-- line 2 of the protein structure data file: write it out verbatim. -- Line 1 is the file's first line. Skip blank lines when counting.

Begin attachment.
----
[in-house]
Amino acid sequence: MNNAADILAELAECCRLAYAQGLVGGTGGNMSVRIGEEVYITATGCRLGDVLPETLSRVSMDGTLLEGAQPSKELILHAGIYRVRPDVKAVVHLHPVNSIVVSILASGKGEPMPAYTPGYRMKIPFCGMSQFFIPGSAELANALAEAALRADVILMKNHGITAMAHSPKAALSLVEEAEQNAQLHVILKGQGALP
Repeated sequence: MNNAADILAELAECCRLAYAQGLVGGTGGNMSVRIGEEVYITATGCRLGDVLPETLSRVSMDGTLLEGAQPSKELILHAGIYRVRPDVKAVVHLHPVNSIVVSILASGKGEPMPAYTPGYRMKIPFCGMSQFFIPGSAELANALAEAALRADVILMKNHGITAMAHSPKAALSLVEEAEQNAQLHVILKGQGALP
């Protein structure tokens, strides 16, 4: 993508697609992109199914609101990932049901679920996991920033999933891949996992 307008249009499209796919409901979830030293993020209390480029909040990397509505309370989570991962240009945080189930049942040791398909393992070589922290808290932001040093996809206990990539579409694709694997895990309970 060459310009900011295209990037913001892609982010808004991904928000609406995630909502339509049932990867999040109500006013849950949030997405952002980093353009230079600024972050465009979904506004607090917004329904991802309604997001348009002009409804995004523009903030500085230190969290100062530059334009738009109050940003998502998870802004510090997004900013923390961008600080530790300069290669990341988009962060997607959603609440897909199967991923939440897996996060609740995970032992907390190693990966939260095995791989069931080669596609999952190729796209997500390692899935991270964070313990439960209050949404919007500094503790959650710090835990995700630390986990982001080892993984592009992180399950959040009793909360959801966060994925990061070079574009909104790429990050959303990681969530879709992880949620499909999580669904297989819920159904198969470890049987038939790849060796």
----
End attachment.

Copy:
Amino acid sequence: MNNAADILAELAECCRLAYAQGLVGGTGGNMSVRIGEEVYITATGCRLGDVLPETLSRVSMDGTLLEGAQPSKELILHAGIYRVRPDVKAVVHLHPVNSIVVSILASGKGEPMPAYTPGYRMKIPFCGMSQFFIPGSAELANALAEAALRADVILMKNHGITAMAHSPKAALSLVEEAEQNAQLHVILKGQGALP